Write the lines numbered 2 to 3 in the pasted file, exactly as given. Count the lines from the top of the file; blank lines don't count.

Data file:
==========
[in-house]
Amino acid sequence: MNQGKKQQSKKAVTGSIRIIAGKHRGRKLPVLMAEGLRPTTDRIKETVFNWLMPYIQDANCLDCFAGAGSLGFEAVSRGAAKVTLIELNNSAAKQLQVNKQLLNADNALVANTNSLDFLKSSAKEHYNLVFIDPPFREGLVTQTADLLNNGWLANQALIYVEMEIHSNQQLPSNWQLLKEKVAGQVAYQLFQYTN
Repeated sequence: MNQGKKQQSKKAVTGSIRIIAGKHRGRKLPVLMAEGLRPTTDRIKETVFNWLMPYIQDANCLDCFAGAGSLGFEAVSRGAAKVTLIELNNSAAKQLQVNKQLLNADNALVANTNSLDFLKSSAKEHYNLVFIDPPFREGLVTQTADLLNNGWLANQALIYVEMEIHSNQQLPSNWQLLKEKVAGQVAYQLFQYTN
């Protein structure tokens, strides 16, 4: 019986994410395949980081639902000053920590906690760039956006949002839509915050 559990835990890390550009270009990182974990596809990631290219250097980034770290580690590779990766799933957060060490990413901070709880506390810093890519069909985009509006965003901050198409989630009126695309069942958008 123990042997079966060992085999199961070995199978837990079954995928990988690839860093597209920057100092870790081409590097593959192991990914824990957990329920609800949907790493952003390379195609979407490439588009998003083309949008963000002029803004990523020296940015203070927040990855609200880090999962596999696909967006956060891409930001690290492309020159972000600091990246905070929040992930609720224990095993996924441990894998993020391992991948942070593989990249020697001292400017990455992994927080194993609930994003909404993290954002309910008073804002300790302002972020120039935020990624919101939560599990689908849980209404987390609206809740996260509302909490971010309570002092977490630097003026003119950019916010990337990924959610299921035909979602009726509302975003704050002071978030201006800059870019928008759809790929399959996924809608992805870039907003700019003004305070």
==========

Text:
Amino acid sequence: MNQGKKQQSKKAVTGSIRIIAGKHRGRKLPVLMAEGLRPTTDRIKETVFNWLMPYIQDANCLDCFAGAGSLGFEAVSRGAAKVTLIELNNSAAKQLQVNKQLLNADNALVANTNSLDFLKSSAKEHYNLVFIDPPFREGLVTQTADLLNNGWLANQALIYVEMEIHSNQQLPSNWQLLKEKVAGQVAYQLFQYTN
Repeated sequence: MNQGKKQQSKKAVTGSIRIIAGKHRGRKLPVLMAEGLRPTTDRIKETVFNWLMPYIQDANCLDCFAGAGSLGFEAVSRGAAKVTLIELNNSAAKQLQVNKQLLNADNALVANTNSLDFLKSSAKEHYNLVFIDPPFREGLVTQTADLLNNGWLANQALIYVEMEIHSNQQLPSNWQLLKEKVAGQVAYQLFQYTN